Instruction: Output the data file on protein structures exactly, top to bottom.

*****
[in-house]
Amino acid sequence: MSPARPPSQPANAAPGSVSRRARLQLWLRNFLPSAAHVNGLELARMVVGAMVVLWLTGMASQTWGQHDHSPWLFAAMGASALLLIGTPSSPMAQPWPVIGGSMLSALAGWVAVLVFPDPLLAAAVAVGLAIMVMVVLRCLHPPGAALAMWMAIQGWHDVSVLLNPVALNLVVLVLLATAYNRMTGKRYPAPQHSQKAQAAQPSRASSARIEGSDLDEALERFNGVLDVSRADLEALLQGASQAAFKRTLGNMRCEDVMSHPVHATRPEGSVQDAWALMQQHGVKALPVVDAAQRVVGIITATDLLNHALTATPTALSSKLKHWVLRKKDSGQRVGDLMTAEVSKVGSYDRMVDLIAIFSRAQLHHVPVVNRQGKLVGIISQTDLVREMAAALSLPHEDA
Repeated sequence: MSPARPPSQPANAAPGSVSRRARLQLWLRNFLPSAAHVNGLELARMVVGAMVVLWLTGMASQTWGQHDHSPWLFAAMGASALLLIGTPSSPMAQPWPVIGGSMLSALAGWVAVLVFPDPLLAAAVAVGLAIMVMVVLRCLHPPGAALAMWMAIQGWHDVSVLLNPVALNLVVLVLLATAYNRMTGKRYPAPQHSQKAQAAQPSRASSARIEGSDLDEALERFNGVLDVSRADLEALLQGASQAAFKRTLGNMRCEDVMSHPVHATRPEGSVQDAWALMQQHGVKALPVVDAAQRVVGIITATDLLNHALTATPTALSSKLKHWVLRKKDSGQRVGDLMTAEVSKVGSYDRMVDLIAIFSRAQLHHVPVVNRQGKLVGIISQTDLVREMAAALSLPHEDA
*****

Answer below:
[in-house]
Amino acid sequence: MSPARPPSQPANAAPGSVSRRARLQLWLRNFLPSAAHVNGLELARMVVGAMVVLWLTGMASQTWGQHDHSPWLFAAMGASALLLIGTPSSPMAQPWPVIGGSMLSALAGWVAVLVFPDPLLAAAVAVGLAIMVMVVLRCLHPPGAALAMWMAIQGWHDVSVLLNPVALNLVVLVLLATAYNRMTGKRYPAPQHSQKAQAAQPSRASSARIEGSDLDEALERFNGVLDVSRADLEALLQGASQAAFKRTLGNMRCEDVMSHPVHATRPEGSVQDAWALMQQHGVKALPVVDAAQRVVGIITATDLLNHALTATPTALSSKLKHWVLRKKDSGQRVGDLMTAEVSKVGSYDRMVDLIAIFSRAQLHHVPVVNRQGKLVGIISQTDLVREMAAALSLPHEDA
Repeated sequence: MSPARPPSQPANAAPGSVSRRARLQLWLRNFLPSAAHVNGLELARMVVGAMVVLWLTGMASQTWGQHDHSPWLFAAMGASALLLIGTPSSPMAQPWPVIGGSMLSALAGWVAVLVFPDPLLAAAVAVGLAIMVMVVLRCLHPPGAALAMWMAIQGWHDVSVLLNPVALNLVVLVLLATAYNRMTGKRYPAPQHSQKAQAAQPSRASSARIEGSDLDEALERFNGVLDVSRADLEALLQGASQAAFKRTLGNMRCEDVMSHPVHATRPEGSVQDAWALMQQHGVKALPVVDAAQRVVGIITATDLLNHALTATPTALSSKLKHWVLRKKDSGQRVGDLMTAEVSKVGSYDRMVDLIAIFSRAQLHHVPVVNRQGKLVGIISQTDLVREMAAALSLPHEDA